Getting that all important driving test pass is a huge step – and something that all learner drivers covet. Some people argue that it’s not until you pass your test that you actually learn to drive, of course we would dispute that; however, there are some realities of driving that may have passed you by whilst you still had the safety of the L plates to protect you.
As you become an experienced driver certain things will become muscle memory and automatic. We genuinely hope that doesn’t mean you’re any less alert, but instead that you feel more comfortable and confident in what you are doing. That means you’re also more likely to pay attention to other things that may have escaped your notice whilst you were worrying about biting points and clutch control.
One such reality of driving is the fact that you can seemingly wait for days before someone will let you out of a junction. All you want to do is get to work, all you have to do is get on to the main road, but first you have to find someone that is going to let you turn on to that busy road. Finding someone, during rush hour, that is in good enough a mood to slow down and let you out can seem like looking for the Holy Grail.
It’s one of those challenges that often doesn’t present itself until you are driving alone. The simple fact is that many of us are busy and often in a rush. Slowing down and helping out our fellow man (or woman) is not always on our list of priorities as we battle the school run or fight our way to the office. So how do you encourage someone to take a second out of their day to do you a favour? Well, how about this for an idea ? try a bit of flirting :>) .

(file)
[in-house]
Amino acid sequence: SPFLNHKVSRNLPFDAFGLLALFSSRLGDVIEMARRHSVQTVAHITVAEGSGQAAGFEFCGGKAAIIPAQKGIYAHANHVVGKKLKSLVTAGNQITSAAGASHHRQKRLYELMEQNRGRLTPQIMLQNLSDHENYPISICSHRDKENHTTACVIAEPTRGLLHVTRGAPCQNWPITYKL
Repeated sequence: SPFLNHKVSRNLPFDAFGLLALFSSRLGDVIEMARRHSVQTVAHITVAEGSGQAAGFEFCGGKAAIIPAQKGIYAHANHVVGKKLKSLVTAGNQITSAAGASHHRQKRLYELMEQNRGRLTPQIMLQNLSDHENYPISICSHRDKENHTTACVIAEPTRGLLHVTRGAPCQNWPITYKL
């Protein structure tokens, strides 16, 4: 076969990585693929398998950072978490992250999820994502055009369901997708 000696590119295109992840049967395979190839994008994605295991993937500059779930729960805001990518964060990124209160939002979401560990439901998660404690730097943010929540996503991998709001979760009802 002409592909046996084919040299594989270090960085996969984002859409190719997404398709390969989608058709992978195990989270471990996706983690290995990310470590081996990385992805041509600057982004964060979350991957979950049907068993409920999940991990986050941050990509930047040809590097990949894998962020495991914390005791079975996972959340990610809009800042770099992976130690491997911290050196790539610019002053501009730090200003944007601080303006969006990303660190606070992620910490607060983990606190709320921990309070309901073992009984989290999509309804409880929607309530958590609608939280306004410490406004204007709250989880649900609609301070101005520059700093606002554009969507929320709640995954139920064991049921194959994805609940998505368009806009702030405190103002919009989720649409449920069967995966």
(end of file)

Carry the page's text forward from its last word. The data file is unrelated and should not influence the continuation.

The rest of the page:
We’re not talking about winking, blowing kisses or anything as drastic but a nice bit of old fashioned eye contact and a cheesy smile won’t do you any harm. People behave differently when they know they are being watched, so if you are able to make eye contact with a fellow driver, they are statistically more likely to slow down and let you out. Equally, a smile will soften the heart of even the grumpiest driver who will no doubt reciprocate and feel obligated to be nice and helpful.
That said, some people do take flirting a touch too far and don’t use it to simply gain driving advantages when it comes to changing lanes are manoeuvring junctions. In a report conducted last year 41% of the 3,000 drivers asked admitted that they spent time flirting with fellow drivers when they should have been paying attention to the roads. A startling 15% had near-misses when it came to their flirtatious driving style.
It’s clear therefore that a bit of “common sense” is essential when it comes to the wink, smile, manoeuvre approach to driving. But what else can impact your ability to get let out when you need to? According to other reports if your car is particularly “flashy” you may find you have to wait longer than someone with a less ostentatious ride. Equally, if you do not look like you are paying attention then people are less inclined to stop to let you out, especially if they think it will take you a while to react.
Your best bet is to look alert (which you should be), lean forward (so that you look like you are ready to go) but do not actually edge out. Be visible, smile and acknowledge those who have taken the time to be kind.